ROSEVILLE, Calif. — During four recorded minutes of panic, a 16-year-old boy calmed himself long enough to ask a Roseville police dispatcher a terrifying question.
"How am I going to live if my parents die?" he asked, his voice low. "What am I going to do?"
It was just before 9 p.m. Tuesday, and police and paramedics were on their way to the teen's home on Alnwick Drive. He had called 911 to frantically report that he thought an intruder had broken in and shot his parents.
Hours later, after determining there was not a live gunman still inside, police would enter the home to find three bodies: those of 52-year-old Edward Durkin Helms; his wife, 49-year-old Marilyn Elaine Helms; and their alleged killer, 35-year-old Jason Christopher Lambert.
Police say Lambert shot the couple before fatally shooting himself.
The Helmses leave behind two boys: the 16-year-old and his older brother, a college student in the Bay Area.
Details emerged Thursday about the gunman's troubled past and the close relationship he shared with Marilyn Helms — a relationship that friends of the victims said unraveled into an obsession they suspect is at the root of the Alnwick Drive killings.
The exact nature of the bond between Lambert and Marilyn Helms remains unclear, and police would not confirm whether that was a motive.
"Obviously, they had a complicated relationship," said Detective Sgt. Darin DeFreece. "As to the extent of their involvement with each other, we don't know. And we don't know if we are ever going to know."
DeFreece said detectives have some "working theories" but it's "too soon to put it into a box." He acknowledged, however, that police are looking into the possibility that Lambert had been stalking Marilyn Helms. Some of the victims' friends told The Bee that Lambert had become obsessed with her in recent months.
Detectives have executed search warrants at three locations, including a former residence of Lambert's, DeFreece said. Investigators also are reviewing records from computers and cell phones owned by Lambert and Marilyn Helms.
Co-workers of Marilyn Helms said she became friendly with Lambert after a girlfriend introduced them a few years ago. Helms tried to console Lambert as he weathered troubles in his marriage, the co-workers said.
Placer Superior Court records show Tracy Lambert filed for divorce from Jason Lambert in January 2008. She said in the paperwork that the couple had separated in November 2006, 3 1/2 years into the marriage.
Court records indicate that Tracy Lambert dropped the petition this summer. Her divorce attorney could not be reached for comment.
Reached at her Lincoln home, Tracy Lambert's mother said her daughter was staying with her and did not want to talk to the media.
A former neighbor of the Lamberts in Roseville said Jason's relationship with Marilyn Helms seemed to begin just as he was in the greatest need.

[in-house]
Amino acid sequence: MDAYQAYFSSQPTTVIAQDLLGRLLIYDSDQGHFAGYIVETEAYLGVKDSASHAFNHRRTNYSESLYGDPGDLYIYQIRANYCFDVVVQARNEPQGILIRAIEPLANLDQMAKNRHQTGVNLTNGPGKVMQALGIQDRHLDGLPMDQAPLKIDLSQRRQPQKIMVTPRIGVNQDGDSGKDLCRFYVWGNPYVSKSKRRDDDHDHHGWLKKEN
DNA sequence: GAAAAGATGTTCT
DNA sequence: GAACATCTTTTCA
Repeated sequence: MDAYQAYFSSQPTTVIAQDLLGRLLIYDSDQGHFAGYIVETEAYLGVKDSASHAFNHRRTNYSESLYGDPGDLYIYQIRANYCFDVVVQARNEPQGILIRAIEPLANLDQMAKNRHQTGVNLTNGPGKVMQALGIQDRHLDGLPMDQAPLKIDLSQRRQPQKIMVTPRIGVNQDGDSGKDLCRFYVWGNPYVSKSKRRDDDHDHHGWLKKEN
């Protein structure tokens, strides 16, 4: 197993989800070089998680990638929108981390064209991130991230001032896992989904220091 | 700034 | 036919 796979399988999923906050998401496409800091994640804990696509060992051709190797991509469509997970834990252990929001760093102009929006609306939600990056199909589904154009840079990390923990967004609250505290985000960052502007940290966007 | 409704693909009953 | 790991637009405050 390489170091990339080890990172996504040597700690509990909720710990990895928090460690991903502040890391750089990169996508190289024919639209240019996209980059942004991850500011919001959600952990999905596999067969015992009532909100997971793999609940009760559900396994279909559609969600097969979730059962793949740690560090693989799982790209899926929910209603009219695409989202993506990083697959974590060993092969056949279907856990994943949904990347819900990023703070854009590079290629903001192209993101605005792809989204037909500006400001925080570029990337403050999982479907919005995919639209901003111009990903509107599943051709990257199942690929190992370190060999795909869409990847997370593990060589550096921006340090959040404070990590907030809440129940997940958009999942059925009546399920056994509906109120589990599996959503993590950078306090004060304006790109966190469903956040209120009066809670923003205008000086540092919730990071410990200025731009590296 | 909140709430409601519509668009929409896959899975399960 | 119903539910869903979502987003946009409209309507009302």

Kelsey Bowman, 20, said Jason Lambert was a "funny and generous" neighbor during the five or so years they lived next door.
When his business was doing well – records show Lambert used to have a contractor's license and once owned a pool business – Bowman said he would pay her younger brother generously to help him tend his garden and fix his motorcycle.
But Bowman said "everything crashed" after Lambert's father died of cancer and his business faltered.
Bowman said she ran into Marilyn Helms often and that Helms brought Lambert groceries "because he didn't have any money." She even bought him a pickup truck, Bowman said.
When Lambert was facing foreclosure six months ago, Bowman said, her father considered ways their family could help him stay in his home. He later moved out.
"He was honestly the sweetest person," Bowman said. She said she couldn't comprehend the allegations: "He wasn't like that."
In addition to his financial woes, Lambert also struggled with the law. His criminal record dates back to at least 1998, when he pleaded no contest to a felony battery charge in Sacramento County, according to Superior Court records.
His other convictions in Sacramento County include misdemeanor domestic violence and illegal dumping, records show.
Lambert's rap sheet extended into Placer County in 2000, when he pleaded no contest to a misdemeanor drug charge. In 2003, he pleaded no contest to misdemeanor reckless driving, and in 2005 to hit-and-run driving and inducing false testimony, according to records.
His most recent conviction came in 2008, when he pleaded no contest to disorderly conduct while under the influence of a drug, records show.
The first time she met Lambert, said Maria Miller, 66, he struck her as a "charmer."
Once, when she was working at what was then a Longs Drugs on Combie Road in Auburn, where Marilyn Helms was a pharmacist, Miller said Lambert brought take-out lunch from the Cheesecake Factory for everyone.
"But then, as time went on, it was a whole different story," Miller said.
In recent months, Lambert began calling Marilyn Helms incessantly, at home and at work, according to friends and co-workers. When he was told she wasn't available, he'd call back, hoping someone else would answer, the co-workers said.
When he didn't call, he'd visit the pharmacy in person. He did so almost daily, Miller said.
Marilyn Helms didn't seem scared, co-workers said, but she was trying to distance herself from Lambert. She changed her number multiple times, but he still found a way to reach her, Miller said.
Miller said her friend was a "giving soul" who was "very book-smart, but not very people-smart."
"It's just making me so sad that such a beautiful woman should have gone so violently," she said.